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Is it possible to get a raspy voice like that of Chad Kroeger of Nickeback? Are there any exercises or techniques that can help me with this?

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    You know Nickelback had to cancel the remainder of their most recent tour because Chad developed vocal nodes and now requires surgery, right? This type of singing will damage your voice. Also, the "breathy" sound is heightened in audio production by manipulating frequencies. – jjmusicnotes Sep 9 '15 at 4:48
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Most of the techniques for obtaining a raspy voice are probably not recommended. Generally speaking, a permanent raspiness is due to damaged vocal chords. Many of the well know raspy singers became raspy because of smoking.

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You can add rasp to your voice safely. Proper vocal rasp (and screaming) involve the use of your false cords (bigger things above your vocal cords). It takes a lot of trial and error to control them, but once you master it you can add varying levels of rasp to your singing. I've been screaming and doing raspy singing almost every day for about 6 years and i've never had any vocal problems.

The idea is that while your vocal cords produce a pitch, your false cords also vibrate together and produce a grit. It does increase the wear on your voice, but its similar to how your voice will wear out faster if you sing at the top of your range or the top of your volume for a while. You may end up coughing or blowing your voice out for a day while learning, but the idea is that you should only practice it for 5-10 minutes at a time while learning so you don't actually hurt yourself.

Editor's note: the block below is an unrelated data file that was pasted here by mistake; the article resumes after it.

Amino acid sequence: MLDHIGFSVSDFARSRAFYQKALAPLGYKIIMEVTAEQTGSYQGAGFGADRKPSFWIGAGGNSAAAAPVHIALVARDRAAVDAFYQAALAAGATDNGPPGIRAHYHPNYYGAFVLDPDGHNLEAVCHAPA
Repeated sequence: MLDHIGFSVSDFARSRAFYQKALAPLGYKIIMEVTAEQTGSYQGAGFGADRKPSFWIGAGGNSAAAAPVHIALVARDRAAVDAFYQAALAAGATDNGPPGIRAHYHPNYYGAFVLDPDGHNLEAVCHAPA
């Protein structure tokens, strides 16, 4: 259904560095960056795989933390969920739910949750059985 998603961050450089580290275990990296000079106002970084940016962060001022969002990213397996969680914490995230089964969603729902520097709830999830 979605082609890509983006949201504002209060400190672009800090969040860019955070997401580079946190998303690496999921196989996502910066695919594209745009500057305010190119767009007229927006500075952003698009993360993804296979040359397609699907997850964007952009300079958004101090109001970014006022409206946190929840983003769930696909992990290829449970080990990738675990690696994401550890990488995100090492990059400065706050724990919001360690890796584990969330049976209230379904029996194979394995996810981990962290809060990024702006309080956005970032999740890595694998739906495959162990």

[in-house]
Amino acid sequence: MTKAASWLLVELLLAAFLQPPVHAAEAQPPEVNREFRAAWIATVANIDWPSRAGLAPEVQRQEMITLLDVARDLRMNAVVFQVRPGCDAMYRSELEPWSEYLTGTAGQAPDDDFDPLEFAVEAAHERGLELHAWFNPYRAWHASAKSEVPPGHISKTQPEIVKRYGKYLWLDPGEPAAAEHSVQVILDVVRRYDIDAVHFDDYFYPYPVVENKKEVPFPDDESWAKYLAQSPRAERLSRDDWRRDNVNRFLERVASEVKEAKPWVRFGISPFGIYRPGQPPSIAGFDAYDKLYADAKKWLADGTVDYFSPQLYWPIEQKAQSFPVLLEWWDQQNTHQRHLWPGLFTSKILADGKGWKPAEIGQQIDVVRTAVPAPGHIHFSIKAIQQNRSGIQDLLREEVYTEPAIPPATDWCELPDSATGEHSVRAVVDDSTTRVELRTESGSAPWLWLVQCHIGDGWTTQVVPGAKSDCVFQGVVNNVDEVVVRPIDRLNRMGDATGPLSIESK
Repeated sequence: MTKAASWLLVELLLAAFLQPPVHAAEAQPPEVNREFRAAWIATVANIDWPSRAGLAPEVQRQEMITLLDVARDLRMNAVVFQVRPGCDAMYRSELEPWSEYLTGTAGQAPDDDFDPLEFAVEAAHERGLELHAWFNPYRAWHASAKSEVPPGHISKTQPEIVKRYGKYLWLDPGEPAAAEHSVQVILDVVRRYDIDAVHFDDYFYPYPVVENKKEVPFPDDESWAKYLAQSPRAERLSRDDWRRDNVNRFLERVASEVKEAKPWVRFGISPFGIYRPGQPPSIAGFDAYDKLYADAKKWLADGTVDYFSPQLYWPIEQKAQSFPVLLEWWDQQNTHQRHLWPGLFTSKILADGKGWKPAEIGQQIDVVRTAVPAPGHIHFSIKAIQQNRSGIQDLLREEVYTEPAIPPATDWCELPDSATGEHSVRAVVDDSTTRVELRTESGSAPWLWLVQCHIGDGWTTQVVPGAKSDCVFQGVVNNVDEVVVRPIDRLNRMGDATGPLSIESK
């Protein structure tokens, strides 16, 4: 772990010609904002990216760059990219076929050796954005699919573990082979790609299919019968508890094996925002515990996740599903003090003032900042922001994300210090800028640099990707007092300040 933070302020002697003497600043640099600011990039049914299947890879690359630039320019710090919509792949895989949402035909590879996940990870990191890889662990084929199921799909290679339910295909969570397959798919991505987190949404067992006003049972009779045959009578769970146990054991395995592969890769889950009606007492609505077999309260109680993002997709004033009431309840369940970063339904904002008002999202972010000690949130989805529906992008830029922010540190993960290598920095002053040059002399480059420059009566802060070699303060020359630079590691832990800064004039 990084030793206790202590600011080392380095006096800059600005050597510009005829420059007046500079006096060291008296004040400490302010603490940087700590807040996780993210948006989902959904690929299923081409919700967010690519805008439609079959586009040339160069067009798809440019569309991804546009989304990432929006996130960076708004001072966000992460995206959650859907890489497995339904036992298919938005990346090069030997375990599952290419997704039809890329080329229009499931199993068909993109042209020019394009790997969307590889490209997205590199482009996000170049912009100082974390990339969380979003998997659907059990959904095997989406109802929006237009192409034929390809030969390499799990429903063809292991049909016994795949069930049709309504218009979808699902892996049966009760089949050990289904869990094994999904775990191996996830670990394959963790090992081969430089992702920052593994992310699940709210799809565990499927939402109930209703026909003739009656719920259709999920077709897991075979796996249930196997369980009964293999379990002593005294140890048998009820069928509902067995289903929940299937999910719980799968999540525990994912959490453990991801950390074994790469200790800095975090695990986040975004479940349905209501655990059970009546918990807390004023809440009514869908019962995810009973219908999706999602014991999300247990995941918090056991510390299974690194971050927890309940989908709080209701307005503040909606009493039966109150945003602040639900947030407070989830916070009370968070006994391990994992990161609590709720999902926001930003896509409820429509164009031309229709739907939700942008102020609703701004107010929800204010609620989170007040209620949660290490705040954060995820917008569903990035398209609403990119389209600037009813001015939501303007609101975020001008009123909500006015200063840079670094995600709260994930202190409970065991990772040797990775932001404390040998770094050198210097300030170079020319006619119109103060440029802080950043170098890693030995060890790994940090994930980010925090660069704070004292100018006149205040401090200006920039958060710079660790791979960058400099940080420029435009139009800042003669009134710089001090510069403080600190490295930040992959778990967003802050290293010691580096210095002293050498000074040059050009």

To actually answer your question on 'exercises', its not so simple. You really have to look up examples on YouTube to hear all the 'examples' people present. Generally someone will tell you to make a certain sound (like a frustrated sigh, or grunt'). Then they will tell you to maintain strong diaphragm pressure, and visualize something. Its a very subjective thing that is very hard to teach, because you can't look at someones vocal cords, and then mimic it with your vocal cords (at least not realistically, maybe some day).

I would just look up articles and video's on YouTube, try it out, and work slowly. I personally teach screaming and raspy vocals on my YouTube channel (look up Andrew Southworth on YouTube and my videos will come up), but you don't need to learn it from me. Watch a few different people and see what teaching style makes it click. I watched dozens of different teachers on YouTube while I was learning and it didn't click until I found one particular screaming tutorial and mimicked the sounds they made.

Good luck, and have fun!

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    For me, it helped visualizing this "grunt" you're creating coming from your nose and your soft palate instead of closing your throat. That way every time I add that effect I don't feel anything in my throat. – Lucas Bernalte Jan 26 '17 at 15:58
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Andrew is correct, it CAN be done safely - but there is a real risk of doing harm to your instrument. Be very careful when attempting to mimic other singers. Your raspy or screaming-type sound will sound different from other people. You're a different person, your voice will sound different. You should keep in mind that this type of sound is also very dependent on a sound system. The complete effect is achieved by the use of the microphone, often enhanced with either natural or artificial distortion. I know you're probably thinking of harder rock examples, but it's worth noting that a particularly raspy pop singer, Michael Bolton, who approaches a 'scream tone' in his higher range, actually sings quite softly. The mic does most of the work. Learning to use your microphone will go a long way in approaching this technique safely. That being said, if it ever hurts, STOP, and try a new approach. It won't hurt and you shouldn't ever lose your voice if you're doing it "correctly". (unless you're singing too much in general). I highly recommend you look for a seasoned vocal coach familiar in this area.

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